One of the fundamental assumptions about the universe is that it’s the same everywhere and in every direction. This very democratic idea is synthesized in the cosmological principle (CP), and although that principle is at the core of astrophysics, it doesn’t make it beyond testing.
To check the validity of the CP, a team of researchers from University College London (UCL) and Imperial College has analyzed the first light in the universe for signs that the universe is expanding in a preferred direction, known as anisotropy. Fortunately for the CP, they found that this idea is disfavored by data with odds of 121,000:1.
The team has been investigating the potential anisotropy of the universe by looking at the cosmic microwave background (CMB), the original photons from the Big Bang. The researchers, led by Daniela Saadeh and Stephen Feeney, created computer simulations of the CMB in scenarios where the universe was expanding at a different rate in different directions.
"There are actually a huge variety of ways in which Einstein's theory of general relativity would allow for space to be less egalitarian: universes that spin and stretch are entirely possible," Saadeh told IFLScience.
"If the cosmos were to behave in one of these ways, many of our calculations about its history and content would have to be revisited. This is why it is essential to test the Cosmological Principle."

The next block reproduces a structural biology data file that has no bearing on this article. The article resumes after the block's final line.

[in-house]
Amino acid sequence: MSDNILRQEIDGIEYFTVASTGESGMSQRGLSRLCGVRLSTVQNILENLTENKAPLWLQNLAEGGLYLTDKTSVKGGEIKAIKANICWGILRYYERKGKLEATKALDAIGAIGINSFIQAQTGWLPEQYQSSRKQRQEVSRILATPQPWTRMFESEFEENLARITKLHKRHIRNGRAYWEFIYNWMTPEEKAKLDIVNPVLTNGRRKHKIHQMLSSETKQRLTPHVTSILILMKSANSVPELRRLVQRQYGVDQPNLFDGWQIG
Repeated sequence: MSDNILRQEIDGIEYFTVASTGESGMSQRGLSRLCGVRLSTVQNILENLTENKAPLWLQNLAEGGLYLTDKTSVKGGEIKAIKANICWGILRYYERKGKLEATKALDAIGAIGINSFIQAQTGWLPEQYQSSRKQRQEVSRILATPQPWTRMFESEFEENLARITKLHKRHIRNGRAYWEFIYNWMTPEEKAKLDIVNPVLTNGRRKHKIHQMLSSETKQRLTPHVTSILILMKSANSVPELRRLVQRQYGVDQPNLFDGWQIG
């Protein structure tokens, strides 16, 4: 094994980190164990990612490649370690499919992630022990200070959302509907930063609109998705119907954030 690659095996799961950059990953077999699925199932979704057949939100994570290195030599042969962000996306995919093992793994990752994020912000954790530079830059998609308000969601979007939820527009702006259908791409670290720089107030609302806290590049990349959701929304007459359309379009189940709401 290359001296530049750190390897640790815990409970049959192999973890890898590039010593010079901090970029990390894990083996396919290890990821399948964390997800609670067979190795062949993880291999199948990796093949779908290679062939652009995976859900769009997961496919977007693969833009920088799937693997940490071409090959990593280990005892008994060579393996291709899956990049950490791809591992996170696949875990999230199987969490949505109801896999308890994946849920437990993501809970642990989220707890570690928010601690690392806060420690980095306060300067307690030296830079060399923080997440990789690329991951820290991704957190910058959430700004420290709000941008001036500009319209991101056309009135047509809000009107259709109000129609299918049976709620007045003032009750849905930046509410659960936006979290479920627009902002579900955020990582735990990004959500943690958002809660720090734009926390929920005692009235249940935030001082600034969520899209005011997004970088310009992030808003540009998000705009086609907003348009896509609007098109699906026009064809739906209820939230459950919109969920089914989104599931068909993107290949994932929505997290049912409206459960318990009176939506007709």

In a paper, published in Physical Review Letters and available online, the team compared a special property of light, called polarization, in both the mock CMBs and in the real data collected by the Planck satellite. Light is a wave created by an oscillating electromagnetic field, and when the light of a source is oscillating in a specific direction, it is said to be polarized. If the universe was indeed expanding in a specific direction, the CMB would definitely show a certain polarization.
While the simulated CMBs show these polarizations, the real CMB doesn’t, clearly indicating that the cosmological principle is indeed correct.
This has been the latest in a long series of tests on the validity of the CP. The universe is clearly not the same at small scales; stars, planets, and galaxies have (luckily) huge gaps between them in space. But the discovery of the CMB in the sixties has suggested that at large scales the universe is uniform.
Missions like the Cosmic Background Explorer (COBE), Wilkinson Microwave Anisotropy Probe (WMAP), and Planck, which in the last 30 years has studied the CMB in more and more detail, have continued to suggest that the CP is valid. With this further proof, we can be content that the universe doesn’t seem to care about any particular direction.